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Yes on Measure E, Steve Lopez and This Great Kid Named Eli

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LA Times columnist Steve Lopez
did something pretty brave recently, especially given today's fear-driven,
layoff weary media climate. He went against his paper's editorial
board and
stood
up
for LA's public
schools. He lent his support for a struggling ballot initiative, Measure
E, which if passed, would be a good start to helping repair the damage
from the state budget cuts that have devastated our city's public
schools.

Lopez, besides being an award-winning
journalist, has always been one of the city's most direct and honest
personalities. He is a very visceral writer-- a guy who writes what
he sees and feels rather than what he thinks people want to hear. And
Lopez, as a parent with kids in public school, sees the same thing I
see as a parent with kids in public schools-- the same thing all parents
see-- our schools need help now.

We are facing a very grave
education crisis-- one that will only worsen in the fall-- one that
could turn into a public safety crisis if we do not immediately take
action. Good teachers are being laid off. Programs are being cut--
arts, music, P.E. and library programs have all been eliminated at schools
that can't fundraise enough to keep them. Services, staff and supplies
are often at levels below most developed countries. There are barely
enough bodies to properly monitor the hallways and schoolyards.

Measure E reverses that trend
by empowering the District to retain more teachers and restore vital
programs like art and music. Most importantly, and in my opinion, the
best thing about this Measure, the majority of the funds are given
to individual schools so they can spend the money based on their individual
immediate needs. So, if a school needs to pay for an extra teacher,
teacher aides, a nurse, a counselor, custodians, paper, or their computer
science program-- they can.

A couple of parents from Wonderland
Avenue Elementary School were inspired by Lopez's column and his call
for more "passionate voices" on the Measure that we pooled our resources
and called in favors (notably, director Jesse Selwyn) to shoot a :30
second spot in support of Measure E. We're some of the same parents
who brought you the
Megan
Fox/Brian Austin Green video
,
along with Funny or Die back in April, which took aim at the Governor's
budget (in our opinion, the root of California's education crisis.)

With a little help from The
Coalition for Safe and Healthy Neighborhood Schools, who like us parents,
want to see Measure E passed, we were able to create the rarest of political
ads--an honest one. That's because it's shot from the point of
view of a real kid, an eleven year old, named Eli.

After the Megan Fox/Funny or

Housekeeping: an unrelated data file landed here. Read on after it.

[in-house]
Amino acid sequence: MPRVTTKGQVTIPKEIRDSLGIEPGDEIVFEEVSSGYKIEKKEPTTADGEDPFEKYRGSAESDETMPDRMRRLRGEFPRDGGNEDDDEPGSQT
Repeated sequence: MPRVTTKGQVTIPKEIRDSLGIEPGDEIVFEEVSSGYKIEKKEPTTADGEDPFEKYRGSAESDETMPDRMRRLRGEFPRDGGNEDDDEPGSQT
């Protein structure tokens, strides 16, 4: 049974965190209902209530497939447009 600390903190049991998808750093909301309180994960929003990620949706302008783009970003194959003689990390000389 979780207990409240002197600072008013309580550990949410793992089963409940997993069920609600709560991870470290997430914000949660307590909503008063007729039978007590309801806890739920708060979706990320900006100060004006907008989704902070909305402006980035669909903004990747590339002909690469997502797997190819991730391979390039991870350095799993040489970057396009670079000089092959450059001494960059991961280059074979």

Die video, our school was deluged with media requests, and many of the
students did on-air interviews alongside the parents, the principal,
the PTA president and Brian Austin Green. Eli spoke eloquently to local
news crews about the pain the proposed layoffs cause teachers. He approached
us parents about wanting to do more to help LA's schools from failing.
Eli understands the struggles of LAUSD first hand-- as his mom, Devra,
worked in the District for years as a counselor until budget cuts eliminated
her position.

In this new, "E Stands For
..." spot Eli walks through various academic settings facing extinction
in many schools if the Measure doesn't pass: music classes, art classes,
P.E., libraries. The students in the background are all real students,
and who like Eli and Steve Lopez, want to see LA's schools thrive.
They believe education, as Eli says, "establishes a foundation for
our future."

Opponents of the Measure, like
the LA Times, believe the Measure could lead to "the
schools
themselves (deciding) to spend on whatever they consider most important"
and that might include "field trips"--
as if "field trips" were suddenly some extravagant luxury like a
night out in Vegas. There are, in fact, two audits a year to monitor
the spending of the individual schools. And anyone who has spent anytime
in a public school lately knows they are fighting for their lives. Principals
are forced to watch every dime and scrimp, pinch and save to keep their
doors open. Think of your family budget. Now add 600 kids to it. At
Wonderland Avenue Elementary School last year, where there are about
550 kids, the operating budget for the year, not including teacher salaries
or booster fundraising, was around $50,000. Less than $100 per kid,
for everything the school does: supplies, aides, computers, and upkeep.

Measure E is paid for by a
$100 a year tax on certain parcels of land in LA. So if you own a home,
you'll pay an extra $100 a year in taxes, which will raise $90 million
a year for schools. That's $8.33 a month, a small price to pay to,
as Eli says, "enrich our communities" and "encourage a love of
learning."

Now is the time for heroes
to rise in support of public schools. The riveting new documentary,

Waiting for Superman, by Davis Guggenheim (An Inconvenient Truth)
is being released later this year, and God willing, it will do for education
reform what his last film did for the climate crisis-- and help bring
education to the forefront of American consciousness. In the meantime,
you don't have to make a movie, shoot a commercial or write a column
to help our schools, simply voting "yes" on Measure E next Tuesday,
June 8th could make all the difference in a child's (and
our city's) future.